Is there a GPS for Grief? — grateful, yet grieving

When I descended into the abyss of grief after my husband died, I grasped at anything to guide me.  My first question was, “where do I find the exit out of here?”

I didn’t find that answer but instead discovered what I could do to navigate my way through.  I wrote in five journals, read books and went to counseling.  I wanted a GPS to guide me to see where I was and where I was going. 

In the second year, I found the work of Dr. William Worden, world-known psychologist, specializing in grief counseling and therapy. Dr. Worden identifies Tasks of Grieving that are completed throughout the grieving process.  The first task is to accept the reality of the loss. For many of us, it’s sitting in the front row of our loved one’s memorial service.  The second task is to process the pain of the grief, which means feel the full range of feelings associated with your loss.  We must “feel to heal” as we allow ourselves to look, explore and express our feelings.  The third task is to adjust to the world without the deceased.  We discover another path as we forge ahead.  And the fourth task, according to Worden, is to find an enduring connection with your loved one in the midst of embarking on a different life.  We create a space to remember and honor our loved one while living in the present and going forward.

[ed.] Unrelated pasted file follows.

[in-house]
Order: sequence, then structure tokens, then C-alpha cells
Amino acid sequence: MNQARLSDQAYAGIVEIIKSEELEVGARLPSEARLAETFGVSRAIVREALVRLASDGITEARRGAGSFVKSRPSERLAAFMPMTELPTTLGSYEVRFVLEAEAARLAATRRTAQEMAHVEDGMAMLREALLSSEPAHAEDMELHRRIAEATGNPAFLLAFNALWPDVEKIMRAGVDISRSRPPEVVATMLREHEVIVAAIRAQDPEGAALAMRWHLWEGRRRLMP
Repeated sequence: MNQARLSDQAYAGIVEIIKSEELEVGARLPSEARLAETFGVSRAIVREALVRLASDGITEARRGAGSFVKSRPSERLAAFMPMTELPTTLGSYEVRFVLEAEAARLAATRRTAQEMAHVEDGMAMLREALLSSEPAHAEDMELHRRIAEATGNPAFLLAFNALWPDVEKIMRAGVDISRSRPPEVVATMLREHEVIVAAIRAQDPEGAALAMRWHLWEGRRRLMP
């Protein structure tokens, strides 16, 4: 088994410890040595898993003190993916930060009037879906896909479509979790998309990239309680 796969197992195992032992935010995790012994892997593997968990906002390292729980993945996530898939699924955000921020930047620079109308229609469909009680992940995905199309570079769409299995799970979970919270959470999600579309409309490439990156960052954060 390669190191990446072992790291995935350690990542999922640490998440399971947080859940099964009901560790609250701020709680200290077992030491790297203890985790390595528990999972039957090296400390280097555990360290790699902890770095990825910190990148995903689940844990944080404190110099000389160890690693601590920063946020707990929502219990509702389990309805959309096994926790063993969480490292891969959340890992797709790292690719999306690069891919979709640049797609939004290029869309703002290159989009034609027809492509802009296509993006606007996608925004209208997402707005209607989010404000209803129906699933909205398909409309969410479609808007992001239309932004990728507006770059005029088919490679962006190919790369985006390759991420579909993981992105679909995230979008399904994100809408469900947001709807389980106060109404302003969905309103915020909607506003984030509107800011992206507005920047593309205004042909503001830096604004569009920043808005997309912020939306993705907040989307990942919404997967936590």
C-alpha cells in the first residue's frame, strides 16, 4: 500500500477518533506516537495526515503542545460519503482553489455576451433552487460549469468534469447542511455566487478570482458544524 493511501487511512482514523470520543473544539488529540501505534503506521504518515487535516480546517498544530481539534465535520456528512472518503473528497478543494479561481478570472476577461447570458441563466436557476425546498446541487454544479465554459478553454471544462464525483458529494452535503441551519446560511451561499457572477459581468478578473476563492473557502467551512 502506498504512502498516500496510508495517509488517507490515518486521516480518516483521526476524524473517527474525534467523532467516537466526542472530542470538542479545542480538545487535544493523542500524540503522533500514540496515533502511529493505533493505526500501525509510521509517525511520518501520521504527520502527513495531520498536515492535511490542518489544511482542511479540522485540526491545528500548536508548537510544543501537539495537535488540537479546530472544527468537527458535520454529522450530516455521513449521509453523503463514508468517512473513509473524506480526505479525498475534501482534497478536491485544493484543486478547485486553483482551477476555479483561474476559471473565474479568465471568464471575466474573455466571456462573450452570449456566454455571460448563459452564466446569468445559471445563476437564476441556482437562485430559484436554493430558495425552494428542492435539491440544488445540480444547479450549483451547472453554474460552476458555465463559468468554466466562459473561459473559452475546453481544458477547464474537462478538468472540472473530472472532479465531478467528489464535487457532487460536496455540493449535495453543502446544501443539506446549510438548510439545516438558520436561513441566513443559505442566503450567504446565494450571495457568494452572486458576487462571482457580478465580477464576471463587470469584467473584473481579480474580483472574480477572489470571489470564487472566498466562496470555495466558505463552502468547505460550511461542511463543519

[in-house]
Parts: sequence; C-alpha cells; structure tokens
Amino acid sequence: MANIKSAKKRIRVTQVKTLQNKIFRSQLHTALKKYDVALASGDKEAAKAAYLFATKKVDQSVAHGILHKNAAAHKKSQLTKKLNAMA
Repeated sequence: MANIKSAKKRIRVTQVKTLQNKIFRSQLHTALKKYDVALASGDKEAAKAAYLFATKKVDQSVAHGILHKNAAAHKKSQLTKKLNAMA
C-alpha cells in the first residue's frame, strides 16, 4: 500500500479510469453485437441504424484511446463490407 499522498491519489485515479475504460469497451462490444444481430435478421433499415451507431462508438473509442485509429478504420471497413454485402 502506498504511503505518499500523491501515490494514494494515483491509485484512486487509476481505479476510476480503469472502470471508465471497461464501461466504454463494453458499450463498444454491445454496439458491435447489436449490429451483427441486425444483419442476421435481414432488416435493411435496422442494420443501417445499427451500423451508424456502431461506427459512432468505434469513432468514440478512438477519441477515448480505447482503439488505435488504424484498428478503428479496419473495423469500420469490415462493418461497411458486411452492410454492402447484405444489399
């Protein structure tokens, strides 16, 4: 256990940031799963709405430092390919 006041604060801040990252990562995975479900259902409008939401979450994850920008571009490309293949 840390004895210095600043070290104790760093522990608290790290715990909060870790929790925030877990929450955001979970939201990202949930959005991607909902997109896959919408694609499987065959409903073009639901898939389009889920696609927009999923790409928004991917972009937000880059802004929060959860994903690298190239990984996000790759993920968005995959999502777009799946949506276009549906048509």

Upon finding Dr. Worden’s model, I felt like I had found a well in the desert. The defined tasks helped me see where I was and where I needed to go.  There was no exit or entrance, but a moving in and out with the ebb and flow of grief.  I found it helpful to see there was no order or stages that required completion.  I had a guide, but not a recipe to follow.

Each of us has our own experience and journey with grief. It’s our story. There’s not a right or wrong way to move through it. We can’t fix it or shut the door on it. We can find a way through that leads to a different life than we planned.

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Used with permission from Pam Luschei.

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